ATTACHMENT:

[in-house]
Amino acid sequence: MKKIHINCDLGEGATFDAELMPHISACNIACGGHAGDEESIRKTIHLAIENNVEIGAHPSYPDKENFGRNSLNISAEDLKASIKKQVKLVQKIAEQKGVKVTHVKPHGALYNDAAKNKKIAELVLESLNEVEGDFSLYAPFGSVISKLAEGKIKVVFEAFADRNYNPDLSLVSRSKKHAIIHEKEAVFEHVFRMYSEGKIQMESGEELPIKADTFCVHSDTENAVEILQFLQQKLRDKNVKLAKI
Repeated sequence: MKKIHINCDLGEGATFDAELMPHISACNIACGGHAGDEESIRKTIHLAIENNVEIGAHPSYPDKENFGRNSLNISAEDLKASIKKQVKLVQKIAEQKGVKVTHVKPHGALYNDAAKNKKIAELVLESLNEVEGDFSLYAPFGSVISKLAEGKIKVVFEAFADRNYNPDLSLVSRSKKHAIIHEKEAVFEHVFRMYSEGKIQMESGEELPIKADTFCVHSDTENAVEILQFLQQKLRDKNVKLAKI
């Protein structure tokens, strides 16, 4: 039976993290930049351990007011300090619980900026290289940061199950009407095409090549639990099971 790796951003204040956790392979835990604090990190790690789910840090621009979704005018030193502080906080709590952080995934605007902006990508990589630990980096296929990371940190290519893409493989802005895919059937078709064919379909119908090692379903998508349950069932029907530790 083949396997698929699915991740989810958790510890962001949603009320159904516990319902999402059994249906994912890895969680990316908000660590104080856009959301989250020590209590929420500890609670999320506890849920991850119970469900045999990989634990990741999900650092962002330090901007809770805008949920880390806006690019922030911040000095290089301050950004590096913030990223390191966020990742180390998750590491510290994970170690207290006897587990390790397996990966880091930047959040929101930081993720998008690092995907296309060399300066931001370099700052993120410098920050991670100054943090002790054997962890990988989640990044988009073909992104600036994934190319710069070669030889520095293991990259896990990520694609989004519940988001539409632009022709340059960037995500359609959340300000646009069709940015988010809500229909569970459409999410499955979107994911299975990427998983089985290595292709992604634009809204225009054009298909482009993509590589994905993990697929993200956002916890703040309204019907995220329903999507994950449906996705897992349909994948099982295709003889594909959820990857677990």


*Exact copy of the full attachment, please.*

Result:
[in-house]
Amino acid sequence: MKKIHINCDLGEGATFDAELMPHISACNIACGGHAGDEESIRKTIHLAIENNVEIGAHPSYPDKENFGRNSLNISAEDLKASIKKQVKLVQKIAEQKGVKVTHVKPHGALYNDAAKNKKIAELVLESLNEVEGDFSLYAPFGSVISKLAEGKIKVVFEAFADRNYNPDLSLVSRSKKHAIIHEKEAVFEHVFRMYSEGKIQMESGEELPIKADTFCVHSDTENAVEILQFLQQKLRDKNVKLAKI
Repeated sequence: MKKIHINCDLGEGATFDAELMPHISACNIACGGHAGDEESIRKTIHLAIENNVEIGAHPSYPDKENFGRNSLNISAEDLKASIKKQVKLVQKIAEQKGVKVTHVKPHGALYNDAAKNKKIAELVLESLNEVEGDFSLYAPFGSVISKLAEGKIKVVFEAFADRNYNPDLSLVSRSKKHAIIHEKEAVFEHVFRMYSEGKIQMESGEELPIKADTFCVHSDTENAVEILQFLQQKLRDKNVKLAKI
């Protein structure tokens, strides 16, 4: 039976993290930049351990007011300090619980900026290289940061199950009407095409090549639990099971 790796951003204040956790392979835990604090990190790690789910840090621009979704005018030193502080906080709590952080995934605007902006990508990589630990980096296929990371940190290519893409493989802005895919059937078709064919379909119908090692379903998508349950069932029907530790 083949396997698929699915991740989810958790510890962001949603009320159904516990319902999402059994249906994912890895969680990316908000660590104080856009959301989250020590209590929420500890609670999320506890849920991850119970469900045999990989634990990741999900650092962002330090901007809770805008949920880390806006690019922030911040000095290089301050950004590096913030990223390191966020990742180390998750590491510290994970170690207290006897587990390790397996990966880091930047959040929101930081993720998008690092995907296309060399300066931001370099700052993120410098920050991670100054943090002790054997962890990988989640990044988009073909992104600036994934190319710069070669030889520095293991990259896990990520694609989004519940988001539409632009022709340059960037995500359609959340300000646009069709940015988010809500229909569970459409999410499955979107994911299975990427998983089985290595292709992604634009809204225009054009298909482009993509590589994905993990697929993200956002916890703040309204019907995220329903999507994950449906996705897992349909994948099982295709003889594909959820990857677990």